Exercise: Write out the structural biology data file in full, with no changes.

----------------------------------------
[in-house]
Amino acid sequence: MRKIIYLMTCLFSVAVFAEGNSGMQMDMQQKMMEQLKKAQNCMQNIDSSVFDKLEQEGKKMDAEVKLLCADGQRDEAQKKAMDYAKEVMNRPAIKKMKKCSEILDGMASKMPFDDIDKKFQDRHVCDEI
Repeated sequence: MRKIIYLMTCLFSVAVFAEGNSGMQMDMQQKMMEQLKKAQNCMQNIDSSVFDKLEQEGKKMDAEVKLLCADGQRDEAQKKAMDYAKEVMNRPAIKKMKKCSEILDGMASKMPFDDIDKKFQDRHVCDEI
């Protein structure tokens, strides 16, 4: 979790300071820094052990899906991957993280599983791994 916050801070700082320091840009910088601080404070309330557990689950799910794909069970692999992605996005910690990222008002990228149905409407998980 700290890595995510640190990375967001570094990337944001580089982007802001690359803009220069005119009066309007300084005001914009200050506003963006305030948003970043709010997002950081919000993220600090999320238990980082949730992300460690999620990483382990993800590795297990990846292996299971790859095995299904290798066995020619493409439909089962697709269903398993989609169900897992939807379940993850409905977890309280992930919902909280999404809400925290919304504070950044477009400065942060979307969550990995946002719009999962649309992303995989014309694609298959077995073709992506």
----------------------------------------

[in-house]
Amino acid sequence: MRKIIYLMTCLFSVAVFAEGNSGMQMDMQQKMMEQLKKAQNCMQNIDSSVFDKLEQEGKKMDAEVKLLCADGQRDEAQKKAMDYAKEVMNRPAIKKMKKCSEILDGMASKMPFDDIDKKFQDRHVCDEI
Repeated sequence: MRKIIYLMTCLFSVAVFAEGNSGMQMDMQQKMMEQLKKAQNCMQNIDSSVFDKLEQEGKKMDAEVKLLCADGQRDEAQKKAMDYAKEVMNRPAIKKMKKCSEILDGMASKMPFDDIDKKFQDRHVCDEI
């Protein structure tokens, strides 16, 4: 979790300071820094052990899906991957993280599983791994 916050801070700082320091840009910088601080404070309330557990689950799910794909069970692999992605996005910690990222008002990228149905409407998980 700290890595995510640190990375967001570094990337944001580089982007802001690359803009220069005119009066309007300084005001914009200050506003963006305030948003970043709010997002950081919000993220600090999320238990980082949730992300460690999620990483382990993800590795297990990846292996299971790859095995299904290798066995020619493409439909089962697709269903398993989609169900897992939807379940993850409905977890309280992930919902909280999404809400925290919304504070950044477009400065942060979307969550990995946002719009999962649309992303995989014309694609298959077995073709992506």